Industrialization, Did you know?

Rise of the machines 

Previously, industries “put out” jobs to workers, giving them raw materials and coming around to collect the results. Industrialization centralized this whole process. According to one history, the number of handloom weavers in Lancashire dropped from 240,000 in 1820 to only 188,000 by 1835. Their wages decreased from more than three shillings to just over two for a piece of calico. By 1861 only 7,000 hand weavers remained. The number of powerlooms increased from 2,400 to 400,000 in the same time period. 

Centralizing work meant centralizing workers. London grew from housing one-fifth of Britain’s population in 1800 to half the population by 1850. In New York City, population doubled every decade from 1800 to 1880. 

Today the word “Luddite” describes someone who opposes advances in computing technology. Two hundred years ago, it was used for textile workers who smashed machines that were displacing them. The movement began with a series of disturbances in 1811 in northern England. Luddites took their name from the apocryphal figure Ned Ludd, who had supposedly broken a knitting frame after a superior admonished him.

Beer and Bibles? 

ARTHUR GUINNESS (see “Godless capitalists?” pp. 33–36) not only produced a line of brewers, he also sired a missionary line, the “Guinnesses for God.” Arthur’s grandson Henry Grattan Guinness became a famed evangelical orator (and, ironically, a teetotaler). He evangelized throughout Britain and wrote books on biblical prophecy. Henry’s daughter Geraldine married the son of Hudson Taylor, a famous missionary to China, and wrote Taylor’s biography. Modern apologist Os Guinness, carried out of China in a basket on a pole at the age of two by his missionary parents to escape the approaching Japanese army, is Henry’s great-grandson.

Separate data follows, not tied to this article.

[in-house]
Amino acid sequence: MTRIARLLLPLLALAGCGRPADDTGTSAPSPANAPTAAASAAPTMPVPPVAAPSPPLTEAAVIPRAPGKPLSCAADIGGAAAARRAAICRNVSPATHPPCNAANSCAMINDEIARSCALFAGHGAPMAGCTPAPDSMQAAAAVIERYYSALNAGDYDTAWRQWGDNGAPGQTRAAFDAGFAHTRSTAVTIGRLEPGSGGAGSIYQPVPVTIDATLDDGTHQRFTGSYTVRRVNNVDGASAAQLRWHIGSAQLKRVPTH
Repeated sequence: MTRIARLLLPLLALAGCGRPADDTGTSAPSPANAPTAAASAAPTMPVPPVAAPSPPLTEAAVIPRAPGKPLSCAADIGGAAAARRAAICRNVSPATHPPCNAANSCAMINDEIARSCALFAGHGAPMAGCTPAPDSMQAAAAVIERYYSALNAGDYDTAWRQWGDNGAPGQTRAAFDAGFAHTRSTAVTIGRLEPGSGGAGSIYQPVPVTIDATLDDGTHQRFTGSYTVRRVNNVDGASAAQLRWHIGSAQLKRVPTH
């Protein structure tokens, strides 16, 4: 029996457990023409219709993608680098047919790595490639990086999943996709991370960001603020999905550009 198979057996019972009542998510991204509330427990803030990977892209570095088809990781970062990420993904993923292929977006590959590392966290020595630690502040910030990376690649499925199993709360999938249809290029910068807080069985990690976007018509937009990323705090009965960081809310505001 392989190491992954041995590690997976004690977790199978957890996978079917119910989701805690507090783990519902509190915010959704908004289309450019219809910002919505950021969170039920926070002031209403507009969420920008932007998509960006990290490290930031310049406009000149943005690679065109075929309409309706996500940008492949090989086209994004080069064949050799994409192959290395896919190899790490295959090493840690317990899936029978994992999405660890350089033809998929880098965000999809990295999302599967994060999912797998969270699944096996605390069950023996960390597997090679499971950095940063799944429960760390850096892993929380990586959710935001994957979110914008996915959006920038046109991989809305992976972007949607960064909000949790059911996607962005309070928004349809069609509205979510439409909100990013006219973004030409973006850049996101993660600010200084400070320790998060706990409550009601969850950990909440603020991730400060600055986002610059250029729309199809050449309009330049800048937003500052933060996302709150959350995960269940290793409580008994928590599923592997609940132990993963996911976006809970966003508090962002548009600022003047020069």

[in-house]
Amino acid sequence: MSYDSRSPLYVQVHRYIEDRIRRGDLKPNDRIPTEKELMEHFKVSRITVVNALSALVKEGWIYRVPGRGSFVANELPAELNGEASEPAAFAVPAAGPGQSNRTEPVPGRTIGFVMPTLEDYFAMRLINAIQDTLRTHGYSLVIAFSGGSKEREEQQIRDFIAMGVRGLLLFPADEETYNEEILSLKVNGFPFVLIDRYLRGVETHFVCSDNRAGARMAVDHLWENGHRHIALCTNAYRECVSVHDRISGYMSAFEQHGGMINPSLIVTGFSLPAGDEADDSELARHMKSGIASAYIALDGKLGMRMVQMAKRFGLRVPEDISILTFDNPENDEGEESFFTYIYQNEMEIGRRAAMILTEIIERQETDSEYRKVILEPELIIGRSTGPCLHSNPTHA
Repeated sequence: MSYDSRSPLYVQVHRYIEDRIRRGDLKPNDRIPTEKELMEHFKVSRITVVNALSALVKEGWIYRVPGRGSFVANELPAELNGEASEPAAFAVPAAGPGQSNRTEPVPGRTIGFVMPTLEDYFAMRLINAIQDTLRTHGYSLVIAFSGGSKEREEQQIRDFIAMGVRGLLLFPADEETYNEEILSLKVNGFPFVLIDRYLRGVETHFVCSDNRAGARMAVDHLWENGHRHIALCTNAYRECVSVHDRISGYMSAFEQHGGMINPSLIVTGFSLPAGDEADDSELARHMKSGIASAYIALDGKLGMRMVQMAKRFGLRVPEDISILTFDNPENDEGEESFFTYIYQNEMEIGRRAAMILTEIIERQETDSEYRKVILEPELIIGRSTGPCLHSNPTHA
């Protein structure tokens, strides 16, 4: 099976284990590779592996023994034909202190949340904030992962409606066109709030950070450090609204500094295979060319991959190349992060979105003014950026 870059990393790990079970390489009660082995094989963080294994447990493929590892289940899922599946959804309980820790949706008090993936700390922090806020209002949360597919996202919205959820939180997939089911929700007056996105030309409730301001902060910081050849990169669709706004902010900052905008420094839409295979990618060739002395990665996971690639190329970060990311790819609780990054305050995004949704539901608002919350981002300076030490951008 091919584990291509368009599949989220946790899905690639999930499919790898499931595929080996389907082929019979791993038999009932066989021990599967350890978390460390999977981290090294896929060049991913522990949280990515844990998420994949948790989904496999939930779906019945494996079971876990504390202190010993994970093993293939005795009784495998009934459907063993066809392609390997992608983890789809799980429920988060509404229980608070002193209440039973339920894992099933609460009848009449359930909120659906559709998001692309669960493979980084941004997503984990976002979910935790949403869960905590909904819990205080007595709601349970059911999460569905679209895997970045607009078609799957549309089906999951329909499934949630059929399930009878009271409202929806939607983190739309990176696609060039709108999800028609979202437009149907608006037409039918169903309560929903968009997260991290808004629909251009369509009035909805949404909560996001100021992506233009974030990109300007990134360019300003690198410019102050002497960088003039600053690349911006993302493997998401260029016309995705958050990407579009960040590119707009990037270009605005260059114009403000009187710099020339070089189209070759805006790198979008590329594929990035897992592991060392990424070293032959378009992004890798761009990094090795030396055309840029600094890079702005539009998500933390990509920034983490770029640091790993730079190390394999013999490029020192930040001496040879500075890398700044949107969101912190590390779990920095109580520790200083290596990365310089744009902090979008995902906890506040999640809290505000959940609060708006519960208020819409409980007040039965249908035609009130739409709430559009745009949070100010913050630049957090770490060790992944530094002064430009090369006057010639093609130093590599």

One way to get away

 NINETY MEMBERS of the communal society the Christian Brethren boarded the steamboat Megiddo in 1901 and set off to evangelize cities along the Mississippi and Ohio Rivers. The members lived in family groups and supported themselves by making and selling crocheted goods, taking odd jobs in ports, collecting rent from properties the members owned in cities along the route, and charging the curious public admission for tours. After two years, navigational problems drove the group, now called the “Megiddo Mission,” onto land. In early 1904, they settled in Rochester, New York, where the Megiddo Church functions today.

By the Editors

[Christian History originally published this article in Christian History Issue #104 in 2013]

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Editor’s note: Industrialization

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the Editors

“Amid the wreck of things”

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